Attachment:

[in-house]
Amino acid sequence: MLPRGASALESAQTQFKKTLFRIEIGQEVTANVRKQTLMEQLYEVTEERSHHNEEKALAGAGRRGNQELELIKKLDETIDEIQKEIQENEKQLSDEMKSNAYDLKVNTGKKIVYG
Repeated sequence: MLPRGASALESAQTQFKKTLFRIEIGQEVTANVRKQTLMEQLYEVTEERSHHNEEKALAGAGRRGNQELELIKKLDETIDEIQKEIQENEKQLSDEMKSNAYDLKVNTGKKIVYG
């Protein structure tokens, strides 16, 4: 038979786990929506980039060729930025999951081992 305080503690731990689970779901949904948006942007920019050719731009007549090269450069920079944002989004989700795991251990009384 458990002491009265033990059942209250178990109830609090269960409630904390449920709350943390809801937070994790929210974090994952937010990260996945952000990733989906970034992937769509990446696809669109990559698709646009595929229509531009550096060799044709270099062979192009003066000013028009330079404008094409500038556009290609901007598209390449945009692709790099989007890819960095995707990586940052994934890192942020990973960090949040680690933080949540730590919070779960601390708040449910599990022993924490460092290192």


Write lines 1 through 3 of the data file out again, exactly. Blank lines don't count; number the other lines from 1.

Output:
[in-house]
Amino acid sequence: MLPRGASALESAQTQFKKTLFRIEIGQEVTANVRKQTLMEQLYEVTEERSHHNEEKALAGAGRRGNQELELIKKLDETIDEIQKEIQENEKQLSDEMKSNAYDLKVNTGKKIVYG
Repeated sequence: MLPRGASALESAQTQFKKTLFRIEIGQEVTANVRKQTLMEQLYEVTEERSHHNEEKALAGAGRRGNQELELIKKLDETIDEIQKEIQENEKQLSDEMKSNAYDLKVNTGKKIVYG